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Meet Sun's open-source ambassador

SAN JOSE, Calif. -- As Sun Microsystems Inc.'s unofficial ambassador to the open-source community, Marco Boerries has a tough job.

SAN JOSE, Calif. -- As Sun Microsystems Inc.'s unofficial ambassador to the open-source community, Marco Boerries has a tough job.


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Like just about every official with a major computer or software power attempting to come to grips with the growing customer acceptance of Linux and other open-source software, Sun (Nasdaq: SUNW) is seen as a potential spoiler.

Even more than IBM Corp. (NYSE: IBM) or Hewlett-Packard Co. (NYSE: HWP), Sun's open-source motives have come into question in recent months. It has wrestled publicly with thorny issues, such as opening up its Java community process and releasing selected pieces of Sun's software into open source.

Attitudes changing
But Boerries -- the founder of the German office-suite vendor StarDivision who currently serves as vice president and general manager of Sun's Web top and application software -- said the tide is turning. He believes Sun is finally being seen as the open-source vendor that, at heart, it always has been.

"Things are changing, in terms of our perception by the open-source community," Boerries said in an interview Wednesday at the LinuxWorld trade show. "We have no plans today to switch from Solaris to Linux. We are allies ourselves between the Linux development community and the Solaris community."

Indeed, Sun was one of the headliners at Tuesday's launch of the Gnome Foundation at LinuxWorld. The newly minted Foundation is aiming to build an open-source desktop environment that it hopes will rival Microsoft Corp.'s (Nasdaq: MSFT) Windows/Office combination.

Boerries the broker
Sun's booth was one of the most crowded on the LinuxWorld show floor. And Sun sponsored a private dinner at the show on Tuesday night which was attended by some of the lead developers from Helix Code, Red Hat (Nasdaq: RHAT), Eazel and other open-source players.

'Solaris is Unix and Linux is Unix. We need to keep them one Unix. This is not so much about what is or isn't open-source. It's about making sure we have open systems and open standards.'
-- Marco Boerries


In many respects, Boerries is the perfect choice to broker Sun's relationship with the international open-source community. At 16, following a stint as a German exchange student at a high school in Palo Alto, Calif., Boerries began developing word-processing software. He founded StarDivision shortly thereafter. He sold StarDivision to Sun for an undisclosed amount in August 1999.

Boerries fits right into Sun CEO Scott McNealy's anti-Microsoft mold. He seems to detest the Redmond, Wash., software maker as much as his boss. While the StarOffice suite has four million users worldwide and runs on a variety of operating systems -- including Solaris, Linux and Windows -- according to Sun, the suite's raison d'etre is to compete with the dominant Microsoft Office desktop suite.

A month ago, Sun announced plans to open-source StarOffice and related programming interfaces and file formats via the Opensource.org initiative. The company will make good on that promise by Friday, Oct. 13, a date Boerries claimed to find lucky.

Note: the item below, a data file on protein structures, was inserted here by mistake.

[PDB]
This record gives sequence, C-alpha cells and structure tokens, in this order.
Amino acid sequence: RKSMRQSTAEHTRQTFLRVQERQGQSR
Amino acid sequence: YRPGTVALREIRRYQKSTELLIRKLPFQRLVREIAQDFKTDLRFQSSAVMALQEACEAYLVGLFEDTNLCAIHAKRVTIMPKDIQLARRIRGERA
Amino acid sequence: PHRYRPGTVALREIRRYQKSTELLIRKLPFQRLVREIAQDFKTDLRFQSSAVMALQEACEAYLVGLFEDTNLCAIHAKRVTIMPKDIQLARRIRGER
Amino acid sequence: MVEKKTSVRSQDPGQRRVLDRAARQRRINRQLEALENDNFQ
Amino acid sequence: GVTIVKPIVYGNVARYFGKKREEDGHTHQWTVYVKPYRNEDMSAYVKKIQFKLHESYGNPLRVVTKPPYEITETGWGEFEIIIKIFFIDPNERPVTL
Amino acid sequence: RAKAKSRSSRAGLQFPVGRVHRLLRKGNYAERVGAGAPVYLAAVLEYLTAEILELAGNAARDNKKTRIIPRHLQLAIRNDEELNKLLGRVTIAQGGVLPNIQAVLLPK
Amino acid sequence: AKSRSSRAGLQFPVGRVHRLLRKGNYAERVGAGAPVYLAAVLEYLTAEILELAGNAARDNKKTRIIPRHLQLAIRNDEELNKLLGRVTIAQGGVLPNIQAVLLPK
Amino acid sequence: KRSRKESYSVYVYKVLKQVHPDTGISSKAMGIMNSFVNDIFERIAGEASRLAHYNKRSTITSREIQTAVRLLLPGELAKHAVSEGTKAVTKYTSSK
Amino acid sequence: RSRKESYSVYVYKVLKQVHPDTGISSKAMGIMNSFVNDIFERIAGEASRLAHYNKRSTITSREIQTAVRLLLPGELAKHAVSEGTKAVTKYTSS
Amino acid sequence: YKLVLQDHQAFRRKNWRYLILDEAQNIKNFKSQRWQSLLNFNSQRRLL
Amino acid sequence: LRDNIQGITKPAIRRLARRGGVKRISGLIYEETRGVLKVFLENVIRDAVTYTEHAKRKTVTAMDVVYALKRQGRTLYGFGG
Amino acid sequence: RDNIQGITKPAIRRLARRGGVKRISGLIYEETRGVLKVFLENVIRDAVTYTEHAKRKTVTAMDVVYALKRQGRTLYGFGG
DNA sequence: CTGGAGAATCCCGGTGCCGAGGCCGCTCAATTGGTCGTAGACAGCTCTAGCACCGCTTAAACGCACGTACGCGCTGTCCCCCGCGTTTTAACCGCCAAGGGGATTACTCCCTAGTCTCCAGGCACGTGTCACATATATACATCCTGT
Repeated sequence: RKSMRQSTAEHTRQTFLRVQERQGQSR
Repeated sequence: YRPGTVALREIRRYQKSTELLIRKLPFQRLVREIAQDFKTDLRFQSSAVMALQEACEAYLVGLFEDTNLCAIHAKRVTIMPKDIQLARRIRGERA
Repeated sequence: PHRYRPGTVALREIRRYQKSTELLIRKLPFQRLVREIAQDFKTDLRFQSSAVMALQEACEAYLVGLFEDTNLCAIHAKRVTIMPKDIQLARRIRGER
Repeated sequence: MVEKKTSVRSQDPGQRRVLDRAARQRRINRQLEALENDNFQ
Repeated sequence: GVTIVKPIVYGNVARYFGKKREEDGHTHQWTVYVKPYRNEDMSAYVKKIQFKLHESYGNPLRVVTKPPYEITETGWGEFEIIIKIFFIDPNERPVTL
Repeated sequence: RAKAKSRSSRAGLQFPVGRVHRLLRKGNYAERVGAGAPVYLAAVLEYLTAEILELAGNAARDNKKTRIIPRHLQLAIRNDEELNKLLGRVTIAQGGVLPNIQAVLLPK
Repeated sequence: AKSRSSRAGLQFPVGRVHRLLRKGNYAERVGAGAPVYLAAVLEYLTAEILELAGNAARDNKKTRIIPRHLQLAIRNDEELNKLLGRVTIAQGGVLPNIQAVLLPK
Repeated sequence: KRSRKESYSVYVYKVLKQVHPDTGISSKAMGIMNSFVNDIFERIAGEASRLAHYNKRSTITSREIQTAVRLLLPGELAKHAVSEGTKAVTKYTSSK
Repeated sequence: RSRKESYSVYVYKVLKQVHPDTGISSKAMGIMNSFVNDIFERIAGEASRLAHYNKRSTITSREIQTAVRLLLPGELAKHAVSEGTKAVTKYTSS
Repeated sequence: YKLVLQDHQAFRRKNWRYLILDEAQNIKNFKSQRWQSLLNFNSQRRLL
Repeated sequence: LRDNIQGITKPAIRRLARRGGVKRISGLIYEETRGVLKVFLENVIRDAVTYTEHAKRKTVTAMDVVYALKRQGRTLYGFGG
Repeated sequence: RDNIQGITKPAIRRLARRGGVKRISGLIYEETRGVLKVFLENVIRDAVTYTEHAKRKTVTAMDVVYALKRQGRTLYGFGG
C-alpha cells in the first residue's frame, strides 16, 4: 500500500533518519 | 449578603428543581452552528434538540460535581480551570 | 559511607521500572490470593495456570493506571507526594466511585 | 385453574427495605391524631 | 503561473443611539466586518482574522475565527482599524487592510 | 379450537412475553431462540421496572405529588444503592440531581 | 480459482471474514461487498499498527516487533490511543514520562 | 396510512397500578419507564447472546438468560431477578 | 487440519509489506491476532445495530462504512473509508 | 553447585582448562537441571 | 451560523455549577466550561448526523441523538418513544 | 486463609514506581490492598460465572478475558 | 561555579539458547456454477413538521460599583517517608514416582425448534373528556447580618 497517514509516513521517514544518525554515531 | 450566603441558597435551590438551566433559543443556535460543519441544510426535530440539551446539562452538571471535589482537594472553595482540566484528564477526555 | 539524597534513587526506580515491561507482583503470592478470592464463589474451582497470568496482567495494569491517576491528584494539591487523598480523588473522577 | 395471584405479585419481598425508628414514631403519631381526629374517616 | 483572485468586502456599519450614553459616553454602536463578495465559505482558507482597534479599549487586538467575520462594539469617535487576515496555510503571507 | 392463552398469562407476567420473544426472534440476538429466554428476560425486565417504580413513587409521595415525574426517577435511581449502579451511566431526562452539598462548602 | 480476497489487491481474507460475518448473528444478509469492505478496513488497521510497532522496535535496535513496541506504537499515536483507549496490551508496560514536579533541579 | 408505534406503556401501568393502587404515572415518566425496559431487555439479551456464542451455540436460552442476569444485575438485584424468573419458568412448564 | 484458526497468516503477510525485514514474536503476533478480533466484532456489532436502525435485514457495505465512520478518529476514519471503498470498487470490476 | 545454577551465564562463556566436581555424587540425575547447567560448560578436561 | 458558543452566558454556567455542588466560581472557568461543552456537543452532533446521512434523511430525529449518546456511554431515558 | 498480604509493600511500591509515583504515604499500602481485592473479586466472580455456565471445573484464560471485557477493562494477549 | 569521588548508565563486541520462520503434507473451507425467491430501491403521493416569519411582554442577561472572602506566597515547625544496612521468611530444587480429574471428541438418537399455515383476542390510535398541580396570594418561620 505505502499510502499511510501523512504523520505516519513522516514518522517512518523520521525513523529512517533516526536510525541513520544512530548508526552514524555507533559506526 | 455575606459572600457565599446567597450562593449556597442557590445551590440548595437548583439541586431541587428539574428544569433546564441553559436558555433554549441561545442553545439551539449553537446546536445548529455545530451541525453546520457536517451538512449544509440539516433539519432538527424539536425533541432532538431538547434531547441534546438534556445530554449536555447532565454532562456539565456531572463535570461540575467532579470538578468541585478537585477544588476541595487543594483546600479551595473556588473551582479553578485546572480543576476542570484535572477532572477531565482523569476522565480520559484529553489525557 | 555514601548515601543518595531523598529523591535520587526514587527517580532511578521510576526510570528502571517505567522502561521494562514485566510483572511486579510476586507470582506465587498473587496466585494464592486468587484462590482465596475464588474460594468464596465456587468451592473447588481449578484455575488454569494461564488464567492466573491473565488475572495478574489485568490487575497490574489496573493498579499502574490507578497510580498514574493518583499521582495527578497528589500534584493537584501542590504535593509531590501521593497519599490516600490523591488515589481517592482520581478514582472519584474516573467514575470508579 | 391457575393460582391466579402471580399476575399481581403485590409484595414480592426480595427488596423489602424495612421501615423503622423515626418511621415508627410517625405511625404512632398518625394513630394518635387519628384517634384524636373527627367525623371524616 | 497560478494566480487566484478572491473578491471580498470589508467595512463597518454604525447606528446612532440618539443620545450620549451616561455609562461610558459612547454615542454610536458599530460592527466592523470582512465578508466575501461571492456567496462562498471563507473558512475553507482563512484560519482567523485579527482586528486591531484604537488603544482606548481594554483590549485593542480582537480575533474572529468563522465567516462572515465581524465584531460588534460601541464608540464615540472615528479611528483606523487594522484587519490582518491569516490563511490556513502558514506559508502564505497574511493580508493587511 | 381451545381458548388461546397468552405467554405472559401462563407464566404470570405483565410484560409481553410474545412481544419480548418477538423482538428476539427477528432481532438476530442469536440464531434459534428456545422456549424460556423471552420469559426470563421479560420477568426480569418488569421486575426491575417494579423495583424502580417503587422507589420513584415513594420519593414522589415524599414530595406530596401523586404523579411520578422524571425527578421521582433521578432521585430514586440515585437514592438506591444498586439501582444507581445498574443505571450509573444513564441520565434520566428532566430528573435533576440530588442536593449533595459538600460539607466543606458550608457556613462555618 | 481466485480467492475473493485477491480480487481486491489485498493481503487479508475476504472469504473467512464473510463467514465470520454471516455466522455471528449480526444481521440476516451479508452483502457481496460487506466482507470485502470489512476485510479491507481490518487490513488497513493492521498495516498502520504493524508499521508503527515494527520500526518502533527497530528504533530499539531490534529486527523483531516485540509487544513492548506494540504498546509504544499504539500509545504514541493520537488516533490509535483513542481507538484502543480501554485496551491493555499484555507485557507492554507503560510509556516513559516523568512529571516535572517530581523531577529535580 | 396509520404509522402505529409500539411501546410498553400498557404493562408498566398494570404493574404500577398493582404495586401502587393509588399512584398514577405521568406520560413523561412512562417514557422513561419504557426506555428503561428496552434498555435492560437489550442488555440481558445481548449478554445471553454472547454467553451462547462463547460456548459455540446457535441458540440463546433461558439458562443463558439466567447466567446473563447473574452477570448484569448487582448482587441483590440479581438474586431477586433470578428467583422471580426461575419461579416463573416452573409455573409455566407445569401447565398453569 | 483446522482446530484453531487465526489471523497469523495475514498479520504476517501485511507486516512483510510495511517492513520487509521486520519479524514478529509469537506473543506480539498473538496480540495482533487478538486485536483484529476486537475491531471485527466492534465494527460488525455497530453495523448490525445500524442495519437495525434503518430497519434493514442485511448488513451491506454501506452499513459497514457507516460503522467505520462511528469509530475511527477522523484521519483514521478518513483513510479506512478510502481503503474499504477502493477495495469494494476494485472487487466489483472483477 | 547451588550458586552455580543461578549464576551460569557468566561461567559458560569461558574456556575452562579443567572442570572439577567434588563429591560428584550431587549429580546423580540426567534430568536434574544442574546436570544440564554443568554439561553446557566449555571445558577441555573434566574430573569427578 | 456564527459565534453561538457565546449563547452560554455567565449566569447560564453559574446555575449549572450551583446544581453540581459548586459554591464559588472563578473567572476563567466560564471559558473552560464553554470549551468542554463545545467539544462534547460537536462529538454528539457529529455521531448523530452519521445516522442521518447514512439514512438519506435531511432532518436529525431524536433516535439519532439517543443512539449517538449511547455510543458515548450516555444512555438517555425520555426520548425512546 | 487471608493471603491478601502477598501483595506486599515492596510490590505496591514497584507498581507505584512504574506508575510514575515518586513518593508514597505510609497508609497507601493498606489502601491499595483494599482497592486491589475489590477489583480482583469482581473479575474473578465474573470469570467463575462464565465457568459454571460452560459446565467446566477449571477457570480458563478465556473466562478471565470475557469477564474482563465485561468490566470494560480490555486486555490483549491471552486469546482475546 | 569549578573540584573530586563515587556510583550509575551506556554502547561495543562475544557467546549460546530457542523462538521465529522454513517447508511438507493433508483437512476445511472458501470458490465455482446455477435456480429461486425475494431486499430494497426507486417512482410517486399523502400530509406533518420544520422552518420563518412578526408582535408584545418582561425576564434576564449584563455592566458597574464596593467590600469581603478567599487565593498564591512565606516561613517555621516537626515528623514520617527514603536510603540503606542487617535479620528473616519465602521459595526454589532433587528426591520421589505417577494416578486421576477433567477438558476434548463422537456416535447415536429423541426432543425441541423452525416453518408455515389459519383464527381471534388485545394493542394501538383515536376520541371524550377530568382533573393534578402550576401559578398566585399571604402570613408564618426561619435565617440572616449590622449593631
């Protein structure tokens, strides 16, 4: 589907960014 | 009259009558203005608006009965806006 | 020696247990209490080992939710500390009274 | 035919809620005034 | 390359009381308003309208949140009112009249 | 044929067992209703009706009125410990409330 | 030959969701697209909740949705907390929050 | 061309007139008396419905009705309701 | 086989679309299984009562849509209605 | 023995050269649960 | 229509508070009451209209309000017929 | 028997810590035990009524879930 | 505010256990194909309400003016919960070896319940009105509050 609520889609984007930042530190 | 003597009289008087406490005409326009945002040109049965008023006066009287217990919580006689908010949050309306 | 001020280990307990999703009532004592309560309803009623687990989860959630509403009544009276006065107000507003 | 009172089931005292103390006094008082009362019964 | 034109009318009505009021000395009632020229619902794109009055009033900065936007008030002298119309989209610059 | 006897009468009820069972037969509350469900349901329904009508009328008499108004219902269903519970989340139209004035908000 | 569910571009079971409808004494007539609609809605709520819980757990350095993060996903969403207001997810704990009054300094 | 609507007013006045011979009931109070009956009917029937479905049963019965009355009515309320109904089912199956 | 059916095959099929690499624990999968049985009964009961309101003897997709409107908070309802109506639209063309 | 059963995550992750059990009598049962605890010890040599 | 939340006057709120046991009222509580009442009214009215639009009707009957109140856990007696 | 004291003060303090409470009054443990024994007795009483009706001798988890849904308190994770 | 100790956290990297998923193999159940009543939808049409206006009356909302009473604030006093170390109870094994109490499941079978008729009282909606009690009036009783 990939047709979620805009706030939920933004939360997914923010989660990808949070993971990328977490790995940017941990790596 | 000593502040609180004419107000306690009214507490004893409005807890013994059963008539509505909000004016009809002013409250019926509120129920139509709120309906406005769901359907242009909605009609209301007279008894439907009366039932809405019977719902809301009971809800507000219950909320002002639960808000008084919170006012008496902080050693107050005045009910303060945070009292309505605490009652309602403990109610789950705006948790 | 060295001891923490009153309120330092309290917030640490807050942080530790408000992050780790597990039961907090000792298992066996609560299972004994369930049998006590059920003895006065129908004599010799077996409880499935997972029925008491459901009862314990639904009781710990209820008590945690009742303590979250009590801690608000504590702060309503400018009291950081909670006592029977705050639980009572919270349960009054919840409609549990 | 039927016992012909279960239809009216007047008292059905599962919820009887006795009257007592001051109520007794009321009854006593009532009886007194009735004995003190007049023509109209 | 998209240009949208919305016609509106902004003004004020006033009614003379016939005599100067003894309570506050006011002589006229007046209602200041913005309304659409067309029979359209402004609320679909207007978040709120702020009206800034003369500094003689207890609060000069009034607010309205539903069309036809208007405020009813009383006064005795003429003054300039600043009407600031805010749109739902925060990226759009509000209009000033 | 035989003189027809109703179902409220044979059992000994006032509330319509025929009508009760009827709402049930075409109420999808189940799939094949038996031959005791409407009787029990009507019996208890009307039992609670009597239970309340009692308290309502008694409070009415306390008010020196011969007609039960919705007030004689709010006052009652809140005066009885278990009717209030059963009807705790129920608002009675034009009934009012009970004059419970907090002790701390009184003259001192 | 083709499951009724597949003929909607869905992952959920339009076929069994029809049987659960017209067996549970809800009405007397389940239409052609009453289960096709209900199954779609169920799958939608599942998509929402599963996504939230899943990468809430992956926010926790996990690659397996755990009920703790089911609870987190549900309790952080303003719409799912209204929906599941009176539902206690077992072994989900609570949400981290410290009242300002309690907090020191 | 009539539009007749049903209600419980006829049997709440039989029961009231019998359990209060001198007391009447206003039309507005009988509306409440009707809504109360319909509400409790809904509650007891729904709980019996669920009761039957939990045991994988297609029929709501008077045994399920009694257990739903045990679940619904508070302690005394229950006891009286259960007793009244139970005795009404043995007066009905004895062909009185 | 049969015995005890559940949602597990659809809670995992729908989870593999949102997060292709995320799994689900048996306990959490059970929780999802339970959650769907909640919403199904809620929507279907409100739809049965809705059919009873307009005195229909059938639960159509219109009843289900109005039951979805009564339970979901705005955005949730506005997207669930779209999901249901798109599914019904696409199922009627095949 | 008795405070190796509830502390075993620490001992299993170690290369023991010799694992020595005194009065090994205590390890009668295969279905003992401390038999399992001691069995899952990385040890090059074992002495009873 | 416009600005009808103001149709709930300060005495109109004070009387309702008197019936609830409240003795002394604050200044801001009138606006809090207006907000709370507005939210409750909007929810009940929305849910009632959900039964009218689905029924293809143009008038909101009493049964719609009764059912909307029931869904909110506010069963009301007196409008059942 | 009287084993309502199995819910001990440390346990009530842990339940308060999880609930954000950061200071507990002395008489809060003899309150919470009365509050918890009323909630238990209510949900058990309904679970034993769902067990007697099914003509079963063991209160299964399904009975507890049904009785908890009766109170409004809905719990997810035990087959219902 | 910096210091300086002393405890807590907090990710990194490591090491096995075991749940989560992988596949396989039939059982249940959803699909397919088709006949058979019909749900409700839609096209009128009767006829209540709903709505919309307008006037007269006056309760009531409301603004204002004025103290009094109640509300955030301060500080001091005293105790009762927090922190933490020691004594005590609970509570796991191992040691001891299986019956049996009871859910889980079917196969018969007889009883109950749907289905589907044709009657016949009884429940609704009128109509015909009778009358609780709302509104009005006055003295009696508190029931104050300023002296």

"We're driving office file formats and APIs (application programming interfaces) into commodities," Boerries said. "That's why we open-sourced StarOffice."

Sun: It's all Unix
Boerries isn't as much of an idealist as many in the open-source community, some of whom wax poetic on the virtues of the open-source business model vis-à-vis the propriety software development model. He acknowledged that, at the end of the day, it is Sun that signs his paycheck. And isn't Linux just another flavor of Unix? he wondered aloud.

"Solaris is Unix and Linux is Unix. We need to keep them one Unix," Boerries said.

Sun isn't interested in splitting hairs, he added. "This is not so much about what is or isn't open-source. It's about making sure we have open systems and open standards."

Such sentiments are sure to raise the hackles of Linux aficionados and open-source purists, many of whom have adamantly tried to distance themselves from the political infighting and fragmentation that have historically plagued their Unix counterparts. Open-source backers have been among the most vocal critics of Sun's decision to release Solaris and other pieces of software under quasi-open-source licenses.

Defending Sun
But Sun definitely has its defenders.

"The last four weeks have been very interesting," said Michael Meeks, a principal with Helix Code. "Sun has a lot of bright people. I'm very optimistic."



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Added Bernie Mills, vice president of marketing with CollabNet, "Sun is not doing this (working with the open source community) because it's a fad. The hardware vendors who want to make theirs a platform of choice can use software to that end. But, in the end, these companies need to thinking about their business in fundamental, new ways."

CollabNet has forged alliances with Sun, Oracle Corp. (Nasdaq: ORCL) and others to advance the collaborative development processes that are at the core of the open-source model.

Deborah Gage, Sm@rt Partner, contributed to this report